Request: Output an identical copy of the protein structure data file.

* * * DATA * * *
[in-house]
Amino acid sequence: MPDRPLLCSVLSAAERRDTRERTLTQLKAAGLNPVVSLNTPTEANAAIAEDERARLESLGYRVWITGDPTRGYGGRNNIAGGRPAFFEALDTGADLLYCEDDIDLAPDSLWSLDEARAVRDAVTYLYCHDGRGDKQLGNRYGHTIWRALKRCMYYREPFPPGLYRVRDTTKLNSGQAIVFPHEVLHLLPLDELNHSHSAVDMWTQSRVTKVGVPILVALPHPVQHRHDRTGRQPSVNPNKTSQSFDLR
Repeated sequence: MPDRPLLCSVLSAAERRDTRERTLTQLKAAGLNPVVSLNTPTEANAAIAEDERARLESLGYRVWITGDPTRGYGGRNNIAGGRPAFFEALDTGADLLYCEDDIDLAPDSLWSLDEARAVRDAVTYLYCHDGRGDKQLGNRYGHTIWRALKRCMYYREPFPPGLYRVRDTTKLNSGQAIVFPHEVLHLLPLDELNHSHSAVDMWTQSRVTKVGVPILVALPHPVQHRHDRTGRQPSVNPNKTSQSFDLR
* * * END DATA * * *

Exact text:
[in-house]
Amino acid sequence: MPDRPLLCSVLSAAERRDTRERTLTQLKAAGLNPVVSLNTPTEANAAIAEDERARLESLGYRVWITGDPTRGYGGRNNIAGGRPAFFEALDTGADLLYCEDDIDLAPDSLWSLDEARAVRDAVTYLYCHDGRGDKQLGNRYGHTIWRALKRCMYYREPFPPGLYRVRDTTKLNSGQAIVFPHEVLHLLPLDELNHSHSAVDMWTQSRVTKVGVPILVALPHPVQHRHDRTGRQPSVNPNKTSQSFDLR
Repeated sequence: MPDRPLLCSVLSAAERRDTRERTLTQLKAAGLNPVVSLNTPTEANAAIAEDERARLESLGYRVWITGDPTRGYGGRNNIAGGRPAFFEALDTGADLLYCEDDIDLAPDSLWSLDEARAVRDAVTYLYCHDGRGDKQLGNRYGHTIWRALKRCMYYREPFPPGLYRVRDTTKLNSGQAIVFPHEVLHLLPLDELNHSHSAVDMWTQSRVTKVGVPILVALPHPVQHRHDRTGRQPSVNPNKTSQSFDLR